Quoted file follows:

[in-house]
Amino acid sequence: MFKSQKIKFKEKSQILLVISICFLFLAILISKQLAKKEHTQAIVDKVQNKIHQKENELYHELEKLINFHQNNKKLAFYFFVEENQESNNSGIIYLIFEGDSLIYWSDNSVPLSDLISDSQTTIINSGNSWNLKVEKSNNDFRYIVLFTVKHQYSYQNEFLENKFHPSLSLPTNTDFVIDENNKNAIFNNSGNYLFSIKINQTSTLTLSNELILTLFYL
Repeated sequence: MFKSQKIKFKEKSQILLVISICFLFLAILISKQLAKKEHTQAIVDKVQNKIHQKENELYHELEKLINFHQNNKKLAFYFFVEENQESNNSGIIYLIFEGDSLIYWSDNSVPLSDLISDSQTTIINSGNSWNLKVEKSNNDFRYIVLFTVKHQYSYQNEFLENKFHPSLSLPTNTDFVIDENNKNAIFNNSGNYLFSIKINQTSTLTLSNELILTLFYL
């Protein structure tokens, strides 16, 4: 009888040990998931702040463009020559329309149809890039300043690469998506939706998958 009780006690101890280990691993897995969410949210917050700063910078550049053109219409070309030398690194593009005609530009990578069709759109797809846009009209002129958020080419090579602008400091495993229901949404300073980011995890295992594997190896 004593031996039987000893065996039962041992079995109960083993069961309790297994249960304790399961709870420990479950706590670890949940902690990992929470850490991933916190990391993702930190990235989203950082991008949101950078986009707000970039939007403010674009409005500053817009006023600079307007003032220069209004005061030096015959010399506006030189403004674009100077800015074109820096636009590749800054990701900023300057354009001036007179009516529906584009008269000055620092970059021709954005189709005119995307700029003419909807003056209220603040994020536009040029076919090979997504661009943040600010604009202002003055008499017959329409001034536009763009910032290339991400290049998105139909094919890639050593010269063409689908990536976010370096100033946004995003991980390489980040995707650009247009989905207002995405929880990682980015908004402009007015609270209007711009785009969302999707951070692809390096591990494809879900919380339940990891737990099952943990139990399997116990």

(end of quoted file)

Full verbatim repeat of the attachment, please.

[in-house]
Amino acid sequence: MFKSQKIKFKEKSQILLVISICFLFLAILISKQLAKKEHTQAIVDKVQNKIHQKENELYHELEKLINFHQNNKKLAFYFFVEENQESNNSGIIYLIFEGDSLIYWSDNSVPLSDLISDSQTTIINSGNSWNLKVEKSNNDFRYIVLFTVKHQYSYQNEFLENKFHPSLSLPTNTDFVIDENNKNAIFNNSGNYLFSIKINQTSTLTLSNELILTLFYL
Repeated sequence: MFKSQKIKFKEKSQILLVISICFLFLAILISKQLAKKEHTQAIVDKVQNKIHQKENELYHELEKLINFHQNNKKLAFYFFVEENQESNNSGIIYLIFEGDSLIYWSDNSVPLSDLISDSQTTIINSGNSWNLKVEKSNNDFRYIVLFTVKHQYSYQNEFLENKFHPSLSLPTNTDFVIDENNKNAIFNNSGNYLFSIKINQTSTLTLSNELILTLFYL
């Protein structure tokens, strides 16, 4: 009888040990998931702040463009020559329309149809890039300043690469998506939706998958 009780006690101890280990691993897995969410949210917050700063910078550049053109219409070309030398690194593009005609530009990578069709759109797809846009009209002129958020080419090579602008400091495993229901949404300073980011995890295992594997190896 004593031996039987000893065996039962041992079995109960083993069961309790297994249960304790399961709870420990479950706590670890949940902690990992929470850490991933916190990391993702930190990235989203950082991008949101950078986009707000970039939007403010674009409005500053817009006023600079307007003032220069209004005061030096015959010399506006030189403004674009100077800015074109820096636009590749800054990701900023300057354009001036007179009516529906584009008269000055620092970059021709954005189709005119995307700029003419909807003056209220603040994020536009040029076919090979997504661009943040600010604009202002003055008499017959329409001034536009763009910032290339991400290049998105139909094919890639050593010269063409689908990536976010370096100033946004995003991980390489980040995707650009247009989905207002995405929880990682980015908004402009007015609270209007711009785009969302999707951070692809390096591990494809879900919380339940990891737990099952943990139990399997116990």